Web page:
Rc, a copy of std::rc that runs on stable Rust with weak references


Since std::rc::Weak is unstable and doesn’t seem to be on the way to be stabilized, I just published https://crates.io/crates/rc. It’s a copy of the entire std::rc module with some features removed to make it work on stable Rust:

  • Unsized / dynamically-sized types T are not supported in Rc<T> or Weak<T>
  • #[unsafe_no_drop_flag] is not used, so (in curent Rust) Rc<T> and Weak<T> have a drop flag and are two words big (16 bytes 64-bit platforms) instead of one.
  • NonZero is not used, so Option<Rc<T>> and Option<Weak<T>> are one word bigger than Rc<T> or Weak<T> (for a total of 24 bytes instead of 8 on 64-bit platforms).
  • std::intrinsics::assume is not used, so the optimizer may not be able to remove as many redundant checks.

The memory usage increase can be significant (Kuchiki’s Node struct goes from 128 to 208 bytes), so I recommend using std::rc when possible. This is only a stop gap solution. In particular, if your own code is a library that other people might want to use in either nightly or stable Rust, I recommend something like this:

# Cargo.toml

unstable = []

# Unfortunately, as of this writing, Cargo features can not *disable* dependencies.
# See https://github.com/rust-lang/cargo/issues/1839
rc = { version = "0.1.0" }
// lib.rs

#![cfg_attr(feature = "unstable", feature(rc_weak))]

#[cfg(not(feature = "unstable"))] extern crate rc;
#[cfg(feature = "unstable")] mod rc {
    pub use std::rc::*;
// some_module.rs

use rc::{Rc, Weak};


I know people have been porting std modules to crates.io so they can be used in stable for a while, but I just dont get the reasoning.

Are they not unstable for a reason, and therefore should probably not be used in a stable distribution?

If you need Weak or other unstable features, why dont you just use unstable, and join the stabilization effort?



Weak reference are not unstable because they are bad, only because we’re not 100% certain of the API or design yet. Rust makes very strong stability promises once something in std is marked #[stable], so this shouldn’t be done prematurely.

crates.io libraries on the other hand don’t need as much stability: they can be updated (or not) independently from Rust. If the std::rc API gets breaking changes and I update the rc crate accordingly, users can keep using older version of the crate. In fact, cargo update will automatically update from 0.1.0 to 0.1.x but not to 0.2.0.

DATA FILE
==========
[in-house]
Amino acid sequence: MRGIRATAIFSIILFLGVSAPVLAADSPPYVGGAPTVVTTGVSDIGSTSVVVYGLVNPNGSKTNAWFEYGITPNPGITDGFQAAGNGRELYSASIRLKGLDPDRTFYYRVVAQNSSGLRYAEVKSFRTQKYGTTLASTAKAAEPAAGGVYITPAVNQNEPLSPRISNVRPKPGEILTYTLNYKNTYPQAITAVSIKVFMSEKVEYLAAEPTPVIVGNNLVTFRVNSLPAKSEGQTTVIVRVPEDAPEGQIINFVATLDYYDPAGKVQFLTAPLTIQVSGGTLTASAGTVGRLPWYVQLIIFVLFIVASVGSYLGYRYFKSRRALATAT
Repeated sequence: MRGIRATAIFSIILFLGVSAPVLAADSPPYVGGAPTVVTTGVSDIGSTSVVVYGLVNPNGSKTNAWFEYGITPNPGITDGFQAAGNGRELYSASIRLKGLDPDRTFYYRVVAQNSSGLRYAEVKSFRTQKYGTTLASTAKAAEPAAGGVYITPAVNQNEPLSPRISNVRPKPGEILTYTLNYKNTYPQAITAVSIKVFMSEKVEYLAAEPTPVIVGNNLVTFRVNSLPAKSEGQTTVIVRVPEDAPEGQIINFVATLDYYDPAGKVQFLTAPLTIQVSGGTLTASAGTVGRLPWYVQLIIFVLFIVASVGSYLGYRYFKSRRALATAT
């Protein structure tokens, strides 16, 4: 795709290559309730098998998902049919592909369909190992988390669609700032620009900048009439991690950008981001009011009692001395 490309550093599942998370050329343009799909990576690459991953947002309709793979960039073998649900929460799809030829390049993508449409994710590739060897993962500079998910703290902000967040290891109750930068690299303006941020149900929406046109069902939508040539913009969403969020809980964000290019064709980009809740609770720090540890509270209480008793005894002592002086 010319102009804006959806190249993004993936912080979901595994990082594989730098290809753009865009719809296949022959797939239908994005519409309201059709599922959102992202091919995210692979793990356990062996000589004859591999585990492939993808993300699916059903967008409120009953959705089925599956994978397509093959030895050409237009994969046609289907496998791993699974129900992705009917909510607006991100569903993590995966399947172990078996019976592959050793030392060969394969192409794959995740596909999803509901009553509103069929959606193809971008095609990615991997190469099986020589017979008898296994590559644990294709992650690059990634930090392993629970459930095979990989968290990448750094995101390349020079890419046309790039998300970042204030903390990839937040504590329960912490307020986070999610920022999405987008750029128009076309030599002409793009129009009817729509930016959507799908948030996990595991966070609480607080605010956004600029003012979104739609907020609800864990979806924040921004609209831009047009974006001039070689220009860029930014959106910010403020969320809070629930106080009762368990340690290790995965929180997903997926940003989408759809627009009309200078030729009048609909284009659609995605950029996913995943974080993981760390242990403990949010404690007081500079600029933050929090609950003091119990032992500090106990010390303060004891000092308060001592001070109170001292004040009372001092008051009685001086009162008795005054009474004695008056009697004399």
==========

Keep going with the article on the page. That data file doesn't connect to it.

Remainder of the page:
I don’t have a problem using Nightly myself and keeping up with breaking changes. (I work on Servo, which possibly uses every unstable feature there is.) But when I publish libraries like Kuchiki for other people to use, I’d rather not force them to do the same.

Yes, it’s healthy to have a good number of users on Nightly to report breakage and other bugs, but it shouldn’t be what everyone has to use, or unstable features risk becoming de-facto stable before they’re ready. (See what happens with vendor prefixes for CSS properties on the web never being removed, and some non-WebKit engines implementing some -webkit-foo properties.)

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Yup, I get that it is unstable because it is unstable, and not going to be removed because it is bad. I was precisely wondering why you would want to do this because of the fact that the API can be changed at any time.

If the Weak API changes tomorrow, what will happen to this crate, is what I am asking, or any of the crates that mirror functionality, like syntex. Im guessing you just expect the users downstream to update their code, but then what is the point? The users chose stable because they did not want to have to change their code due to upstream changes.

It just feels like if they want this functionality, it should be in nightly, precisely because they want to use features that may not exist tomorrow.



I think @SimonSapin explained what will happen:

This is one of the big advantages of having things in cargo instead of std: there can be more than one version of a thing.



If std::rc::Weak changes I may or may not publish a new version of the rc crate. But either way, users who don’t feel like updating their code can still use the older version of the crate. If I pick a version number that is semver-incompatible (0.2.0 in this case), Cargo will not upgrade them automatically.

If std::rc::Weak is removed entirely, same story: the rc crate will still be there.